When Aretha Franklin died last year, it was believed that she died without a will and that her estate, estimated to be worth $80 million, would pass under Michigan’s intestacy laws. In May of this year, however, the personal representative found not one, but three handwritten wills that Ms. Franklin had written in the years before her death. Two of the wills were written in 2010 and were found in a locked cabinet. One of the wills was written in 2014 and was found in a spiral notebook under a couch cushion. You can find the 2010 wills here and here and the 2014 will here.

In Colorado, a handwritten will may be admitted to probate pursuant to C.R.S. § 15-11-502. This section allows for the probate of a will that does not otherwise comply with the requirements for a valid will (generally, it must be in writing, signed by the testator, and signed by two witnesses and a notary) if the material portions of the document and the signature are in the testator’s handwriting. The proponent of the will can establish the testator’s intent that the handwritten document was intended to be her will through the use of extrinsic evidence, including any portions of the document that are not in the testator’s handwriting. In the case of Ms. Franklin’s handwritten wills, the 2014 document may not qualify as a will under § 15-11-502 because it does not appear to have been signed. The 2010 documents, in contrast, do appear to have a signature at the top of most pages.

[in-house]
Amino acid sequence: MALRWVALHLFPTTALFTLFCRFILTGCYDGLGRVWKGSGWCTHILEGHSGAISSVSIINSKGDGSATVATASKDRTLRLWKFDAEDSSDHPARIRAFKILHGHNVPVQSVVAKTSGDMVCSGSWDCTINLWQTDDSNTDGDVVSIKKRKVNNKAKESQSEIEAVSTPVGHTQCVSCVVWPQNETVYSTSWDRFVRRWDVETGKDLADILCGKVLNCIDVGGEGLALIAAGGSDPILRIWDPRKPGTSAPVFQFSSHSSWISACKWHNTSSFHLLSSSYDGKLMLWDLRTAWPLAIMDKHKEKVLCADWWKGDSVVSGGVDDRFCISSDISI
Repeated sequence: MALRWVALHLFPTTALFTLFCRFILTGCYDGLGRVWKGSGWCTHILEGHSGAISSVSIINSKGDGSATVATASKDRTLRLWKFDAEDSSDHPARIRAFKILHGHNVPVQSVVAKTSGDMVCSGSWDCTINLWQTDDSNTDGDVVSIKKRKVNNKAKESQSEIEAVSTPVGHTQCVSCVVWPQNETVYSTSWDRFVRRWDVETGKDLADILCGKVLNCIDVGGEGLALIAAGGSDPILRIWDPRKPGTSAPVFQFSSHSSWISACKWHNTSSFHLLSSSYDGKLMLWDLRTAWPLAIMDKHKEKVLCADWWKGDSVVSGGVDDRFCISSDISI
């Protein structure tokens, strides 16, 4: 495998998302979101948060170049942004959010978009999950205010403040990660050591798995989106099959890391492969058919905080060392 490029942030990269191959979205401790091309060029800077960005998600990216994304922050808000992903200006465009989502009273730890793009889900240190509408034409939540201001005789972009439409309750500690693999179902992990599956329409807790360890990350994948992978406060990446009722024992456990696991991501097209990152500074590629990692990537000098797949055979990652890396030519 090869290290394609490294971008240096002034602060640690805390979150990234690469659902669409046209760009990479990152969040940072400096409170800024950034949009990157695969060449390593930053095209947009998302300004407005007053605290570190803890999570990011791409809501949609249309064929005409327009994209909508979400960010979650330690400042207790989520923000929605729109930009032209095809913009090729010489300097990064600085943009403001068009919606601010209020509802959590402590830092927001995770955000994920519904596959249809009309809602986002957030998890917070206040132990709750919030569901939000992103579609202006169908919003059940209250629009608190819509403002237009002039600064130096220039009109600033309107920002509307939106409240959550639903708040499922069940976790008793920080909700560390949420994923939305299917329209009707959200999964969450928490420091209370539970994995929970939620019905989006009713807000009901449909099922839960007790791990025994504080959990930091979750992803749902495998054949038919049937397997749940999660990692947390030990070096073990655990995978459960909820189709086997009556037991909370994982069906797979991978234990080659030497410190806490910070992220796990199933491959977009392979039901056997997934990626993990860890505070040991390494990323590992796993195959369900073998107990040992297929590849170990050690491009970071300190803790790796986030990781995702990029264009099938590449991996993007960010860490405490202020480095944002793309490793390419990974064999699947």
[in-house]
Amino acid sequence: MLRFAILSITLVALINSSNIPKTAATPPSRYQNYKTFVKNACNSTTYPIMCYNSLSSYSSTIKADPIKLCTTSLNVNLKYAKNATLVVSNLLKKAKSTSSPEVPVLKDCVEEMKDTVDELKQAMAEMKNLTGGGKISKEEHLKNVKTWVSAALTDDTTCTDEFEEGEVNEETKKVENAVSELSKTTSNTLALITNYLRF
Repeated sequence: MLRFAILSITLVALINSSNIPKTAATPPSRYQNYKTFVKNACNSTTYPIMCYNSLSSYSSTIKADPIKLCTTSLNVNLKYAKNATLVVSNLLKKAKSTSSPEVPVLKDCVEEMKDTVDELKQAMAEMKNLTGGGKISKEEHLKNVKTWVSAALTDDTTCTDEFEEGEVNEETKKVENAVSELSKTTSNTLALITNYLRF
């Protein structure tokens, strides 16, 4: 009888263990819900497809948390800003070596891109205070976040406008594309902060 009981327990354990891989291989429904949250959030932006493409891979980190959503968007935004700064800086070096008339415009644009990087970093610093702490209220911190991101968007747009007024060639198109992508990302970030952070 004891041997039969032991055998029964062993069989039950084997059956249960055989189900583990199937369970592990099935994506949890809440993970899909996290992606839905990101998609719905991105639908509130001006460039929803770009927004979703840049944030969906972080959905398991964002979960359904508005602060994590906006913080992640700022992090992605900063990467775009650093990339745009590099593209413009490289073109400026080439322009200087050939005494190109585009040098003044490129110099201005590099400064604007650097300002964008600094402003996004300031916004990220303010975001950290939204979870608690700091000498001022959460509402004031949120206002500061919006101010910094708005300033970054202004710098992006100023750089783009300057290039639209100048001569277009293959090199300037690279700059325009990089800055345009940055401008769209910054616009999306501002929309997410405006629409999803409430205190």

The question of whether one of the three handwritten documents left by Ms. Franklin is a valid will is now before a Michigan court. After discovering the documents, the personal representative submitted them to the court for a determination about their validity and admissibility to probate (Michigan’s holographic will statute is substantially similar to Colorado’s and includes the same general requirements for validity). One of Ms. Franklin’s sons has retained a handwriting expert to weigh in on the validity of the 2014 document. He has also sought appointment as personal representative pursuant to the terms of the 2014 document, a request that is contested by the current personal representative. Given that the 2014 document does not appear to have been signed by Ms. Franklin, it will be interesting to see whether the Michigan court nonetheless allows the document to be admitted to probate if all of the other requirements are met or, if not, if either of the 2010 documents are admitted to probate.

The case of Ms. Franklin’s estate is another example of the importance of encouraging clients to engage in thoughtful estate planning and to communicate their wishes with family members. Even when an $80 million estate is not at stake, the better practice is to leave a will that is executed with the proper formalities and kept in a safe place…not in the couch with spare change and old remotes!